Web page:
Moving Forward

Modernisation with respect for the past

Timbers reaching the end of their lifespan
Maintaining an Essential link
Before the removal of the trusses
These have stood the test of time

The Wyndham Progress Association intends that the timber trusses from the original Pretty Point Bridge be mounted either side the new steel bridge as first resolved by Bega Valley Shire Council in 2013.

In 2013, Bega Valley Shire Council resolved to replace the structural components of the heritage-listed Pretty Point truss bridge in steel. It was planned for the 117-year-old timber trusses to be restored and reinstated as non-load-bearing features either side of the new bridge, which would provide a tangible link to the past and the bridge's heritage. Highly valued by the locals, the old bridge was to be honoured in this way, and the Council plan was lauded by the local community.

The Council removed the trusses from the bridge in 2014, cut them in half and relocated them 2km, on the way to Bega. Several timber truss struts were unfortunately pilfered in the process and in late 2016, Council abandoned the heritage component of the bridge replacement, much to the dismay of the local community.

In 2018, the Wyndham Progress Association secured the support of the Council and won heritage activation funding for this project, which has enabled the return of the trusses to the original site for restoration, preservation and public display. The aim of the Association is to replace the trusses either side of the new bridge on its completion, as originally envisaged by the Council.

Getting them back home
The second relocation for the trusses
Skilled Operators make it look easy
Several trips were required

So why will the trusses be on the bridge?

Many locals would like to pay homage to the original bridge: its design, the local timbers, those who built it, and the many who have travelled upon it.  And in a small way, we are also paying respect to the art of bridge building.

The timbers of Allan Truss bridges were an elegant system of tension and compression. They featured efficient maintenance with a low replacement of parts.  Aesthetically, Allan truss bridges gently enhanced their surrounds through simple patterns and unimposing scales. The ironbark and box timbers used for construction helped give rise to bridges that blended with the Australian bush and lent a charming interest to our landscapes.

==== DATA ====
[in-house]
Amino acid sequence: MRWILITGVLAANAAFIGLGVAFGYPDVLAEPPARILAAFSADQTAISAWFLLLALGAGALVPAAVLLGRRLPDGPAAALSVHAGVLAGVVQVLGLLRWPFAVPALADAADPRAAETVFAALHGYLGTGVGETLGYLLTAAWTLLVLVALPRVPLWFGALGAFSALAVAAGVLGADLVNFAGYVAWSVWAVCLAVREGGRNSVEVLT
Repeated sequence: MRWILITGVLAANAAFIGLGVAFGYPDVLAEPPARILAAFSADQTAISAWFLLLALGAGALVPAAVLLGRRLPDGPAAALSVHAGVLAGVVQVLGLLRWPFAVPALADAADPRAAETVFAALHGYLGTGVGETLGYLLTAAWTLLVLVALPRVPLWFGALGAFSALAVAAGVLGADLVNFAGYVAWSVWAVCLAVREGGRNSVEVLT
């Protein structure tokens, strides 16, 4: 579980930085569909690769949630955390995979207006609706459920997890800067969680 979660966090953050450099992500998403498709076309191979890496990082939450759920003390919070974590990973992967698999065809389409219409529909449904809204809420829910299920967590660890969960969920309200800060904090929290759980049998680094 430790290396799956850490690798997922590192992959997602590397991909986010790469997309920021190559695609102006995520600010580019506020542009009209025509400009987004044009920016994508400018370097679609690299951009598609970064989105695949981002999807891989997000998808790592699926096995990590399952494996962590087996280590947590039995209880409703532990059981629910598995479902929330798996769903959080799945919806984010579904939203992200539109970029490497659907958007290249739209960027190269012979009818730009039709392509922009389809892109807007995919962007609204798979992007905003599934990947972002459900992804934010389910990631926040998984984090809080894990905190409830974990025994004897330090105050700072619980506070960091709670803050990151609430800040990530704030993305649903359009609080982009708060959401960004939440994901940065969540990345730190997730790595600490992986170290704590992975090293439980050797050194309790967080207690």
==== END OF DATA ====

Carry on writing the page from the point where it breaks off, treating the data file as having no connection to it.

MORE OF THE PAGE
These trusses will bestow this aesthetic value on the new bridge and recognise the heritage value of this place.

The new bridge at Pretty Point will also symbolise our ever-changing world by juxtaposing the timbers and iron once used throughout this region for bridge building, with modern steel.
Our hope is that these trusses will serve as an ode to all that once was and continue contributing to the beauty of Pretty Point.

Enroute to the original site
The restoration site is prepared
Almost home again
The trusses are secured

Works in Progress

A long-term project to preserve local heritage

In a recent structural repair, steel c-beams were bolted to the bottom-chord of the upstream truss and this reinforcement has now been removed. The upstream bottom chord has several deteriorated timbers, which are to be replaced with new tallow-wood sections, using bolted steel spice-plates, the same as in the original joints. The rest of the Coastal Grey Box timbers are still in sound condition, needing only a thorough pressure washing and several coats of paint for continuing preservation.

A number of broken cast-iron strut shoes do need to be replaced and reclaimed cast iron shoes have been obtained from NSW RMS. The stolen timber strut-assemblies will also be replaced with reclaimed parts, sourced from a similar Allan Truss bridge, becoming available in 2020.

The trusses were cut in half for their transport to Bega and rejoining will be done using the traditional bolted, splice-plate method, with 24mm bolts and 8mm steel plates. The rejoining will cause the timber struts and wrought-iron suspension rods to re-assume their structural roles and the truss will develop an arched camber and once again be self-supporting across its 90-foot span.

The bottom chords are in tension and consist of double 300mm x 125mm timber beams, with 4 steel splice-plates and 40 one-inch diameter bolts needed for each joint. The top chords are in compression and are double 340mm x 125mm timber beams. A timber spacer is used at each joint, with a steel splice-plate and 10 through bolts. Attention to detail to prevent water ingress is paramount for the longevity of the trusses in the weather.

More funding will be required to have these trusses fully restored and self-supporting and ready to stand beside the new bridge on its completion.

If you are interested in donating to this project we'd love to hear from you, please contact us.

You can visit the bridge site to see the trusses being restored in the compound.  You can also view our series of signs explaining the history and processes.  There are several new picnic areas for you to explore and enjoy the surrounds.

The trusses are slowly being restored
Still more work to be done
Beams are successfully restored
New area next to the bridge